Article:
It is hard when you're in the forest to see the light ahead. It feels clunky to learn about a bunch of ill-behaved gods and wonder where the beauty and truth lies. It's also difficult to answer questions like, "when will we ever use this?" when you've never studied it yourself. As a parent, you have to trust the process - and this is tough to do sometimes! You're going against what you've learned and your kids' education flies in the face of what most conventional people are doing. You also have to reassure your children that this is important, both because you know that what lies ahead will rely upon a knowledge of the Greek myths and because you don't know where their own lives will take them beyond your cozy homeschool. Much better to know something than not to know it, no?


    Now, for nuts and bolts:

    I think your first step would be to figure out what about this is boring to you. Do the names seem to run together? Are the stories so far-fetched that you're having trouble following? Is the writing style not to your liking? Is history just not your thing? Know that if it bores you, your kids will pick up on that right away! Even though they don't listen to your pleas to pick up dirty socks or refrain from belching at the dinner table, they are watching you and picking up your cues. Depending on your relationship with them, you might even let them know that while this isn't your favorite subject either, it's one that is important to know. **Only do this if you can resist the temptation to wallow in despair with your kids every time you drag out the GM book!**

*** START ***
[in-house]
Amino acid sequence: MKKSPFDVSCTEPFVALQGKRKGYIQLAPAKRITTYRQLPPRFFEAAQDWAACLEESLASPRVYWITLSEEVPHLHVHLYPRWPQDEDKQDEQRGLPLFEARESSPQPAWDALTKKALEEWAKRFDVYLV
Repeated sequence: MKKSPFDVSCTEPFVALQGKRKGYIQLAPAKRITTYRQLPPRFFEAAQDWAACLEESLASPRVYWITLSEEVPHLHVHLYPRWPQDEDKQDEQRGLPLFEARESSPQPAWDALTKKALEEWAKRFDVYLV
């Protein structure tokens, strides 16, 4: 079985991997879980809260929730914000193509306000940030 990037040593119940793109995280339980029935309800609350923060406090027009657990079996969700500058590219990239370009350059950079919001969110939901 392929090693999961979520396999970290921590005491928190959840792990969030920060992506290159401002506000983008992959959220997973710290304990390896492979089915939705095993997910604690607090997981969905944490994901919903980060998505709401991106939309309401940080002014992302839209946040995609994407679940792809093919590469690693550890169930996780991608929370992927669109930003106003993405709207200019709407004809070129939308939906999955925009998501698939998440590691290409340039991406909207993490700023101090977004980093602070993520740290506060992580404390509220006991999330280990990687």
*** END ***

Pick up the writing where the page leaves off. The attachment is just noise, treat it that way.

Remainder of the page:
Second, this may be a subject for which you'll need to model perseverance for your kids...and mask your own boredom. (This is hard but it does get easier!) "Hey guys, it's time for Greek Myths!", along with a little soft shoe. *LOL* Or, taking turns reading aloud and doing voices for the characters. Sometimes reading the lesson and then acting it out (complete with bed sheets for togas and beads wrapped around their foreheads for laurel wreath crowns) makes the task more enjoyable.

    You can also go to the Pomodoro method. Cindy Davis, math teacher at HLS Indianapolis, talks about this a lot. You can break Greek Myths into smaller chunks each day. Set a timer for 20 minutes and agree to read until the timer goes off - no complaining, no distractions, just reading. Or, if you've finished your reading for that day, set the timer for that same amount and sit working on composition questions for that week's reading until the timer goes off. The point isn't to race the timer, but to assign a specific period each day where you just work on this one thing.